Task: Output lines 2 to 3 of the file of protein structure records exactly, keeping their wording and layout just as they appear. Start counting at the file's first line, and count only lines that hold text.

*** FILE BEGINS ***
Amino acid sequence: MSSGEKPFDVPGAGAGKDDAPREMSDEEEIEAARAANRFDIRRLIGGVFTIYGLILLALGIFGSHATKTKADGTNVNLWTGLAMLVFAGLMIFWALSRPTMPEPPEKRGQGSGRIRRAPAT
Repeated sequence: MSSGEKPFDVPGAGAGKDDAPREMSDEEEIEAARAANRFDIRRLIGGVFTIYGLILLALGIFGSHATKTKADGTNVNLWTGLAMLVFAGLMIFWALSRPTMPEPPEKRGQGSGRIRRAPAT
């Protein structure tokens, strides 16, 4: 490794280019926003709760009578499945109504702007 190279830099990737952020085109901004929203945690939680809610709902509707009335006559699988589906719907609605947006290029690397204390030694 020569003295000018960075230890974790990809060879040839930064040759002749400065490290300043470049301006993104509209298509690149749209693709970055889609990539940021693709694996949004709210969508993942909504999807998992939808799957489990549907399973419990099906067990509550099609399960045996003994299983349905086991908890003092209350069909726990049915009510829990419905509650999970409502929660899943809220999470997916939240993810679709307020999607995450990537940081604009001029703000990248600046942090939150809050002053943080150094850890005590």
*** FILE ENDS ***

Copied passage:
Repeated sequence: MSSGEKPFDVPGAGAGKDDAPREMSDEEEIEAARAANRFDIRRLIGGVFTIYGLILLALGIFGSHATKTKADGTNVNLWTGLAMLVFAGLMIFWALSRPTMPEPPEKRGQGSGRIRRAPAT
């Protein structure tokens, strides 16, 4: 490794280019926003709760009578499945109504702007 190279830099990737952020085109901004929203945690939680809610709902509707009335006559699988589906719907609605947006290029690397204390030694 020569003295000018960075230890974790990809060879040839930064040759002749400065490290300043470049301006993104509209298509690149749209693709970055889609990539940021693709694996949004709210969508993942909504999807998992939808799957489990549907399973419990099906067990509550099609399960045996003994299983349905086991908890003092209350069909726990049915009510829990419905509650999970409502929660899943809220999470997916939240993810679709307020999607995450990537940081604009001029703000990248600046942090939150809050002053943080150094850890005590």